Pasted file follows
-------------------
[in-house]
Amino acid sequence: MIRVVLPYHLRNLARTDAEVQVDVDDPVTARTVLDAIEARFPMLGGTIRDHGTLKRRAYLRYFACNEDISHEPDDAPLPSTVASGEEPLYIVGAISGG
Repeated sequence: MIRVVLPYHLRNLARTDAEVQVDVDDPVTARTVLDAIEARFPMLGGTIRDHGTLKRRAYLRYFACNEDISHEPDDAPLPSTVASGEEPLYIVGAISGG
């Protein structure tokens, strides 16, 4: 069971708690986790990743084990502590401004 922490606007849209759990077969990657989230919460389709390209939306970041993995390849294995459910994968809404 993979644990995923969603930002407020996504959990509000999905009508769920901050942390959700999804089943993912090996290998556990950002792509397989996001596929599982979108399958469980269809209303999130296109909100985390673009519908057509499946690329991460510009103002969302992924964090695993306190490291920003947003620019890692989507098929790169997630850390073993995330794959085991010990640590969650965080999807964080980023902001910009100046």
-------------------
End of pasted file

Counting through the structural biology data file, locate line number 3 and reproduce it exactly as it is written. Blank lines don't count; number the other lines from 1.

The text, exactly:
Repeated sequence: MIRVVLPYHLRNLARTDAEVQVDVDDPVTARTVLDAIEARFPMLGGTIRDHGTLKRRAYLRYFACNEDISHEPDDAPLPSTVASGEEPLYIVGAISGG